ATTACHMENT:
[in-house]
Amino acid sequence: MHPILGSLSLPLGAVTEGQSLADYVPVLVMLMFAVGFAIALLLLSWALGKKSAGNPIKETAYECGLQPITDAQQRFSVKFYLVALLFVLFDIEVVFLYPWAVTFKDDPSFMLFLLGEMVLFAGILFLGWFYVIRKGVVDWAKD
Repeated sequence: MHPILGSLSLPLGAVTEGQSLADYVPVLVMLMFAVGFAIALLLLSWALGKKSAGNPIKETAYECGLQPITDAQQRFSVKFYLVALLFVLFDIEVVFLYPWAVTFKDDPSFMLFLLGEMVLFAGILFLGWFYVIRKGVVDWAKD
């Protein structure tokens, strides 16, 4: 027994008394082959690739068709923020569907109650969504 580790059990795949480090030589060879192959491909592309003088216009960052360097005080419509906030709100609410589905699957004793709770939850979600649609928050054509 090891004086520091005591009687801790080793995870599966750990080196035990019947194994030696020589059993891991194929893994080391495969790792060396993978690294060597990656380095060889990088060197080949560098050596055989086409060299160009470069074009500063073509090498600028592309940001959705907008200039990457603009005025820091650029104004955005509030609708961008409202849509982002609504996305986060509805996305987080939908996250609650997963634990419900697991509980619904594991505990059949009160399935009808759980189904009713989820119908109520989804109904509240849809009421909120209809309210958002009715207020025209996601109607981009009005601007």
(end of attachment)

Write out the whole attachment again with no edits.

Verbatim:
[in-house]
Amino acid sequence: MHPILGSLSLPLGAVTEGQSLADYVPVLVMLMFAVGFAIALLLLSWALGKKSAGNPIKETAYECGLQPITDAQQRFSVKFYLVALLFVLFDIEVVFLYPWAVTFKDDPSFMLFLLGEMVLFAGILFLGWFYVIRKGVVDWAKD
Repeated sequence: MHPILGSLSLPLGAVTEGQSLADYVPVLVMLMFAVGFAIALLLLSWALGKKSAGNPIKETAYECGLQPITDAQQRFSVKFYLVALLFVLFDIEVVFLYPWAVTFKDDPSFMLFLLGEMVLFAGILFLGWFYVIRKGVVDWAKD
């Protein structure tokens, strides 16, 4: 027994008394082959690739068709923020569907109650969504 580790059990795949480090030589060879192959491909592309003088216009960052360097005080419509906030709100609410589905699957004793709770939850979600649609928050054509 090891004086520091005591009687801790080793995870599966750990080196035990019947194994030696020589059993891991194929893994080391495969790792060396993978690294060597990656380095060889990088060197080949560098050596055989086409060299160009470069074009500063073509090498600028592309940001959705907008200039990457603009005025820091650029104004955005509030609708961008409202849509982002609504996305986060509805996305987080939908996250609650997963634990419900697991509980619904594991505990059949009160399935009808759980189904009713989820119908109520989804109904509240849809009421909120209809309210958002009715207020025209996601109607981009009005601007």